It supports Adobe Acrobat (PDF) and EPUB format documents; PDB documents are also supported, although I have yet to come across one of those. Note that DRM’d documents can only be displayed if they were purchased from the B&N ebook store. If you live in the USA, that is. More on that later.

PDF support is quite good on this device, as long as your PDF files have been scanned for text using optical character recognition (OCR). As long as that’s done the text is formatted acceptably on the e-ink display. If you have a scanned PDF, well, the results aren’t going to be so good, because then the PDF renders each and every page as one image, and the Nook will by default display one page image entirely. This almost always results in an unreadable document because the text is very small. Those of you with Acrobat Professional will want to make sure that you both optimize and scan your documents with OCR before uploading them to the Nook. Those of you who don’t have Acrobat Pro, well, good luck. Then again I find that most of the public-domain documents you see on the internet will have been OCR’d before they’re made available.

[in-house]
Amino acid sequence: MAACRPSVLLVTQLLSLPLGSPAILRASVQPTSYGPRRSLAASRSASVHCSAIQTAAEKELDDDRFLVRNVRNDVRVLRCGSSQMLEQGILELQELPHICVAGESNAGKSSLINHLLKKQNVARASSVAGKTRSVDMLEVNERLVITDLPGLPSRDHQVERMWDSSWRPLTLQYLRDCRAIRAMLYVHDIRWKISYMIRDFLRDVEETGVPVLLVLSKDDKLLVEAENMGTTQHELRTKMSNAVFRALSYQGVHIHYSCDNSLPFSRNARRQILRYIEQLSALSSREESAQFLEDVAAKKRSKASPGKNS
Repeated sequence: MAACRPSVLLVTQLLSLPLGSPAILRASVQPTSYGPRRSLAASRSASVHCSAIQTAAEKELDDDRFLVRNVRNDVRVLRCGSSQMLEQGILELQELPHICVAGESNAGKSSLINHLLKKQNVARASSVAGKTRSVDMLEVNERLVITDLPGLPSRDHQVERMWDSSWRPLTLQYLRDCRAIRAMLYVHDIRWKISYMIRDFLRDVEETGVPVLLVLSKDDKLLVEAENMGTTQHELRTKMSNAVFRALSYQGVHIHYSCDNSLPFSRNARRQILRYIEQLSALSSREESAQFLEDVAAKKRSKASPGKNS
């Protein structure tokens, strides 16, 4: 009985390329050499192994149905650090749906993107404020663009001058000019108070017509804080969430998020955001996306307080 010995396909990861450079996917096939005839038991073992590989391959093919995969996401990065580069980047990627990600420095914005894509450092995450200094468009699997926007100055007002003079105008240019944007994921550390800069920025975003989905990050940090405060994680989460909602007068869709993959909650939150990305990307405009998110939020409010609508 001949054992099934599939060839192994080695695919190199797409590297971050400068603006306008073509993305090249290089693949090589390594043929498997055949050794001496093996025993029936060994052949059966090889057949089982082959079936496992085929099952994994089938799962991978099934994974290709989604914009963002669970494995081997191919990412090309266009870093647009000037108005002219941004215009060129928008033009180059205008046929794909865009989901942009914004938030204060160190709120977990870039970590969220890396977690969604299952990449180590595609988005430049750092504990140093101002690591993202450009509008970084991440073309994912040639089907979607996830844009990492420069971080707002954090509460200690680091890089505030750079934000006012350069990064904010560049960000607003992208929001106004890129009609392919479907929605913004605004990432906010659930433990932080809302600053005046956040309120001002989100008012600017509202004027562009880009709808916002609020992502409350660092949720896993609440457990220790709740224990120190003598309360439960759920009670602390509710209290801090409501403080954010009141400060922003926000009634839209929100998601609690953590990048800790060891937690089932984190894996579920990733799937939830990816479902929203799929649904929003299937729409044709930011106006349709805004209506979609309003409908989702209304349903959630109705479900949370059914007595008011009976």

The Nook’s memory can be expanded by adding a micro-SD card… maybe. Now that we’re past the spec stage and onto the actual user review, things tend to look rather less rosy, to be honest. There is no question that there is, in fact, a micro-SD slot on the back of the unit, next to the battery, the user guide tells you in detail how to insert a memory card in it. My question is, to what extent is micro-SD actually supported by the Nook software? My experience is that support is patchy at best, and tends to vary a great deal. Of course when I got the device home the first thing I did was to add a 8GB micro-SD card to it; I have a large-ish PDF collection I wanted to get onto the Nook, so having less than 1.5GB of space wasn’t really going to cut it. I manage my ebook collection using Calibre (the Nook itself doesn’t come with any software for ebook management), and that seemed to work well with the Nook at least for a while. To save time I put the entire collection on the micro-SD card; it doesn’t come anywhere close to filling it up, it’s less than 1000 documents. Surely that wouldn’t be a problem, right?